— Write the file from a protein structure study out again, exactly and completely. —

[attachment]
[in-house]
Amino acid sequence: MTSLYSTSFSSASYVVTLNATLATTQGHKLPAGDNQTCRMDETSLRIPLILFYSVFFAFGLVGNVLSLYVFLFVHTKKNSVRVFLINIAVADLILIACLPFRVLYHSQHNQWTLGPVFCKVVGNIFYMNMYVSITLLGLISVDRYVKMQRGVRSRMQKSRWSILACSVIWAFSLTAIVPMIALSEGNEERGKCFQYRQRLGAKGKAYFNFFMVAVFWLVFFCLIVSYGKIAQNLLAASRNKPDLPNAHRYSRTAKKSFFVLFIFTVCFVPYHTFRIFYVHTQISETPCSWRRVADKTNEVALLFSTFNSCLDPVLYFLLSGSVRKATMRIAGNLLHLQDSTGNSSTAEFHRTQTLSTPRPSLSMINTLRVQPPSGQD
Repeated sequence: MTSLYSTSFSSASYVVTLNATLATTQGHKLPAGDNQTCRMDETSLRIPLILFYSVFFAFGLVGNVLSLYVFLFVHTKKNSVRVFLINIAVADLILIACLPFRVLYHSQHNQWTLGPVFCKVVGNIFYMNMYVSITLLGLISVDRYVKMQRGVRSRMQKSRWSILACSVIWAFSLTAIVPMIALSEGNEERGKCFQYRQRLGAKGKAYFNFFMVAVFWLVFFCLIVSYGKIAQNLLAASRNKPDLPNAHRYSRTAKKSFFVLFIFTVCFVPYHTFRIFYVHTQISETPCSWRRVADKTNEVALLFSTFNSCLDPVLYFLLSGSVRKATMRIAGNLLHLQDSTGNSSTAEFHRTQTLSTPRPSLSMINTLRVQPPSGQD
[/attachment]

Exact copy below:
[in-house]
Amino acid sequence: MTSLYSTSFSSASYVVTLNATLATTQGHKLPAGDNQTCRMDETSLRIPLILFYSVFFAFGLVGNVLSLYVFLFVHTKKNSVRVFLINIAVADLILIACLPFRVLYHSQHNQWTLGPVFCKVVGNIFYMNMYVSITLLGLISVDRYVKMQRGVRSRMQKSRWSILACSVIWAFSLTAIVPMIALSEGNEERGKCFQYRQRLGAKGKAYFNFFMVAVFWLVFFCLIVSYGKIAQNLLAASRNKPDLPNAHRYSRTAKKSFFVLFIFTVCFVPYHTFRIFYVHTQISETPCSWRRVADKTNEVALLFSTFNSCLDPVLYFLLSGSVRKATMRIAGNLLHLQDSTGNSSTAEFHRTQTLSTPRPSLSMINTLRVQPPSGQD
Repeated sequence: MTSLYSTSFSSASYVVTLNATLATTQGHKLPAGDNQTCRMDETSLRIPLILFYSVFFAFGLVGNVLSLYVFLFVHTKKNSVRVFLINIAVADLILIACLPFRVLYHSQHNQWTLGPVFCKVVGNIFYMNMYVSITLLGLISVDRYVKMQRGVRSRMQKSRWSILACSVIWAFSLTAIVPMIALSEGNEERGKCFQYRQRLGAKGKAYFNFFMVAVFWLVFFCLIVSYGKIAQNLLAASRNKPDLPNAHRYSRTAKKSFFVLFIFTVCFVPYHTFRIFYVHTQISETPCSWRRVADKTNEVALLFSTFNSCLDPVLYFLLSGSVRKATMRIAGNLLHLQDSTGNSSTAEFHRTQTLSTPRPSLSMINTLRVQPPSGQD